The absolute biggest difference is MQA audio quality.  The CA-10 seems to unfold the master file infinity ways and it's now like I am in the studio with the artists.  Kidding.  Kidding!  Sounds the same, but is snappier at starting streams and advancing songs (and adding zones).  And it's not like the Core5 was struggling before (maybe a bit tight on RAM?).  

On a serious note, in terms of redundancy, I imagine hardware failures are rare.  What would be really cool is if the Core5 (mostly twiddling its thumbs now) could serve as a true "hot spare" whereby it would takeover instantly (ish) based on like a 24 hour old backup in the event of any bricking of the CA-10 (due to hardware or software).  Probably non-trivial, but that's why the C4 engineers make the big bucks.  Make it happen! 😉

 

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3 hours ago, RyanE said:

I think Control4 trusts it's dealers with when to spec specific hardware.

Giving some kind of 'color' to it doesn't necessarily help, being every client and every dealer have different expectations of what works 'best', and every system is fairly unique.

Networking X # Touchscreens X 3rd party drivers X Lighting X Streaming Audio X  Remote Access X etc...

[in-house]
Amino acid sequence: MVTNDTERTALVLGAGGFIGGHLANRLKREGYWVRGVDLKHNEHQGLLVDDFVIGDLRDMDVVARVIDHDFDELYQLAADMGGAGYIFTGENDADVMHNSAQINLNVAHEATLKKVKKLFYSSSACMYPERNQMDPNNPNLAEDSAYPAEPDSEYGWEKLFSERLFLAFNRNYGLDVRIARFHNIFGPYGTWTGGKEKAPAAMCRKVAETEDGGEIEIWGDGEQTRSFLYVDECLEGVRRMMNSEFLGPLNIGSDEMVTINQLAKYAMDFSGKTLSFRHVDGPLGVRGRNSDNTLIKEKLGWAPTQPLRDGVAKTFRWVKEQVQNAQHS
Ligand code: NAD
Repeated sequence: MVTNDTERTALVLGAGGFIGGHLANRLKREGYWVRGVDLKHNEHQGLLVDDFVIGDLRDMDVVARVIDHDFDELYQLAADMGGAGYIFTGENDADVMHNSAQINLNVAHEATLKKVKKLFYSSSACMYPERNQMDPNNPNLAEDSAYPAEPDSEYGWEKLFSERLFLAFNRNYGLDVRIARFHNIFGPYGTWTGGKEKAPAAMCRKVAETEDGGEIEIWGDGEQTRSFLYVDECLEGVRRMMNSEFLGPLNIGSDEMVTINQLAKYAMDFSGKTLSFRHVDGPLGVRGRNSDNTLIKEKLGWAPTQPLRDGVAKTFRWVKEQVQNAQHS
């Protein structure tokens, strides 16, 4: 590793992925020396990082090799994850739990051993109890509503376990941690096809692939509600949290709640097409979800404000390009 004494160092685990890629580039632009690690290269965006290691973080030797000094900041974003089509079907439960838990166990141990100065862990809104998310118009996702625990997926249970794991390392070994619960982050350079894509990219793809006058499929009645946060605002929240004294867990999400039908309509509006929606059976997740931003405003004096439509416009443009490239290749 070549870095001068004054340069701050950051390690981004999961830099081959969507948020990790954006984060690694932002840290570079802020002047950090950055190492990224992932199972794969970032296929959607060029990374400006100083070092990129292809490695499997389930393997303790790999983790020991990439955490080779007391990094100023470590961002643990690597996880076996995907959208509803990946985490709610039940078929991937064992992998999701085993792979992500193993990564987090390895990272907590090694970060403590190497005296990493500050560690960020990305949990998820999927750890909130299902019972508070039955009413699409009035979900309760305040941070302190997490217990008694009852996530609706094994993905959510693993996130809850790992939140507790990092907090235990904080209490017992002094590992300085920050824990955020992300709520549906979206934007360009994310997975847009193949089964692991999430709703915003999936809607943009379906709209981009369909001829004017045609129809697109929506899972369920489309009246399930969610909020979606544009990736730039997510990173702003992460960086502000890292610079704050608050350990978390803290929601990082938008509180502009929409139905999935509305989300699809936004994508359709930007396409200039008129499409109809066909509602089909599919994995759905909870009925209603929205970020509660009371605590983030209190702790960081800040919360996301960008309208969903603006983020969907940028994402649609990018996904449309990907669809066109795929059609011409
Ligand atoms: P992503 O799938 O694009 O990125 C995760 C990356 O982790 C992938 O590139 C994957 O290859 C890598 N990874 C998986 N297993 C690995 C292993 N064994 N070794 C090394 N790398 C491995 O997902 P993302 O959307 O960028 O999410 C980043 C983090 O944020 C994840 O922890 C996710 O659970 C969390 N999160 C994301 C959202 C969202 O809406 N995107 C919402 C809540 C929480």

Change one requirement, the controller *may* merit an upgrade.

RyanE

I get it. But there has to be some way to offer some scenario based perf comparisons. That said I DID pick the C10 without much thought…

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5 hours ago, Andrew luecke said:

I can't compare the Core5 and CA10, but, on our side, its generally fairly obvious when the system is underpowered. Often installers interpret it as remote composer being slow (or the customers internet), whereas it's actually because the controller isn't as fast as it should be.

 

Disregarding performance, CA10 is also good for customers who are willing to pay for added redundancy (and can avoid friday night phone calls), or customers who don't have easy access to a dealer. If its a multi-million dollar house (especially with controlled lighting), it would be silly for the customer not to be utilising a CA10 to improve the reliability of the system (with the right devices and network, its a huge benefit)

Actually, I should actually add, drivers such as the ELK M1 V2 driver Explicitly detects if the unit is a Core/CA10, and optimises performance for it by doubling the connection speed. This improves recovery after a panel reboot / controller reboot. 

It's like a computer though, depends on the efficiency of the drivers you're going to run too.

Even recently, we've had huge performance gains in many of our drivers as an example (on most installs their not noticeable, but, it lets you push the boundaries a bit more if you're using a slow controller)

 

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  • 6 months later...
29 minutes ago, Topfox said:

Can you remove the rack ears from the CA-10? And do the network ports bridge so you are getting 2gb speed or are they truly fault tolerance only?

 

Thinking about picking one up. 

The ears can be removed if you want, the Ethernet ports are fault tolerant only.